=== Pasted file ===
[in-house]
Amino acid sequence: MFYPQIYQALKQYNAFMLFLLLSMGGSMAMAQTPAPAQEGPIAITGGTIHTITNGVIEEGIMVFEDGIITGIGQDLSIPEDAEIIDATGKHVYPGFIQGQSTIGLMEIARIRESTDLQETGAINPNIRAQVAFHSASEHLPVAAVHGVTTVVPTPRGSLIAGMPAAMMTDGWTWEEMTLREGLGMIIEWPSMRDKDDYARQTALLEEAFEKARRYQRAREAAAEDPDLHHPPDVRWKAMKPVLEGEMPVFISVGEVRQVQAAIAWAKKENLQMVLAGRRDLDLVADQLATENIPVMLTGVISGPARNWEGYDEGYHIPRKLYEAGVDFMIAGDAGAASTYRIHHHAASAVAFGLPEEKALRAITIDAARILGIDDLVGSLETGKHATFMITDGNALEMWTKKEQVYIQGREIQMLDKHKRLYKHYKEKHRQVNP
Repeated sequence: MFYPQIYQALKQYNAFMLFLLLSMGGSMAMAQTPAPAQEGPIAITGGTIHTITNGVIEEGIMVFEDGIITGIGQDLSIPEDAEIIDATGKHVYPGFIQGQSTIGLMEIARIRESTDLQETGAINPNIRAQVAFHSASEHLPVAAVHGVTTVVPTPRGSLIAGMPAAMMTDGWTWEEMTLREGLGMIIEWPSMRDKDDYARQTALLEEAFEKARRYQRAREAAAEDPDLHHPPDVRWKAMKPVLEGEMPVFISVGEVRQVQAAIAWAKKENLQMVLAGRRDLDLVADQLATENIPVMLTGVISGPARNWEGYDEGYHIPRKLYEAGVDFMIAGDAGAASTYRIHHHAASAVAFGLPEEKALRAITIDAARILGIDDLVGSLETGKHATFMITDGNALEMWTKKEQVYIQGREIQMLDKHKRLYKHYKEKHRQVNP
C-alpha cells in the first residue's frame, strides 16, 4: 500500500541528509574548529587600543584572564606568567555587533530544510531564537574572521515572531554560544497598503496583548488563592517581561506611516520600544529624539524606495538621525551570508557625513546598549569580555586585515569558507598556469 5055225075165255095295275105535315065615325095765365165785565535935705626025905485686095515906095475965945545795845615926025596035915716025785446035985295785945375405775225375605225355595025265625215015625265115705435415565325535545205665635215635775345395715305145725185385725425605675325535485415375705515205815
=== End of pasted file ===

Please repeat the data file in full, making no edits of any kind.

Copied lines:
[in-house]
Amino acid sequence: MFYPQIYQALKQYNAFMLFLLLSMGGSMAMAQTPAPAQEGPIAITGGTIHTITNGVIEEGIMVFEDGIITGIGQDLSIPEDAEIIDATGKHVYPGFIQGQSTIGLMEIARIRESTDLQETGAINPNIRAQVAFHSASEHLPVAAVHGVTTVVPTPRGSLIAGMPAAMMTDGWTWEEMTLREGLGMIIEWPSMRDKDDYARQTALLEEAFEKARRYQRAREAAAEDPDLHHPPDVRWKAMKPVLEGEMPVFISVGEVRQVQAAIAWAKKENLQMVLAGRRDLDLVADQLATENIPVMLTGVISGPARNWEGYDEGYHIPRKLYEAGVDFMIAGDAGAASTYRIHHHAASAVAFGLPEEKALRAITIDAARILGIDDLVGSLETGKHATFMITDGNALEMWTKKEQVYIQGREIQMLDKHKRLYKHYKEKHRQVNP
Repeated sequence: MFYPQIYQALKQYNAFMLFLLLSMGGSMAMAQTPAPAQEGPIAITGGTIHTITNGVIEEGIMVFEDGIITGIGQDLSIPEDAEIIDATGKHVYPGFIQGQSTIGLMEIARIRESTDLQETGAINPNIRAQVAFHSASEHLPVAAVHGVTTVVPTPRGSLIAGMPAAMMTDGWTWEEMTLREGLGMIIEWPSMRDKDDYARQTALLEEAFEKARRYQRAREAAAEDPDLHHPPDVRWKAMKPVLEGEMPVFISVGEVRQVQAAIAWAKKENLQMVLAGRRDLDLVADQLATENIPVMLTGVISGPARNWEGYDEGYHIPRKLYEAGVDFMIAGDAGAASTYRIHHHAASAVAFGLPEEKALRAITIDAARILGIDDLVGSLETGKHATFMITDGNALEMWTKKEQVYIQGREIQMLDKHKRLYKHYKEKHRQVNP
C-alpha cells in the first residue's frame, strides 16, 4: 500500500541528509574548529587600543584572564606568567555587533530544510531564537574572521515572531554560544497598503496583548488563592517581561506611516520600544529624539524606495538621525551570508557625513546598549569580555586585515569558507598556469 5055225075165255095295275105535315065615325095765365165785565535935705626025905485686095515906095475965945545795845615926025596035915716025785446035985295785945375405775225375605225355595025265625215015625265115705435415565325535545205665635215635775345395715305145725185385725425605675325535485415375705515205815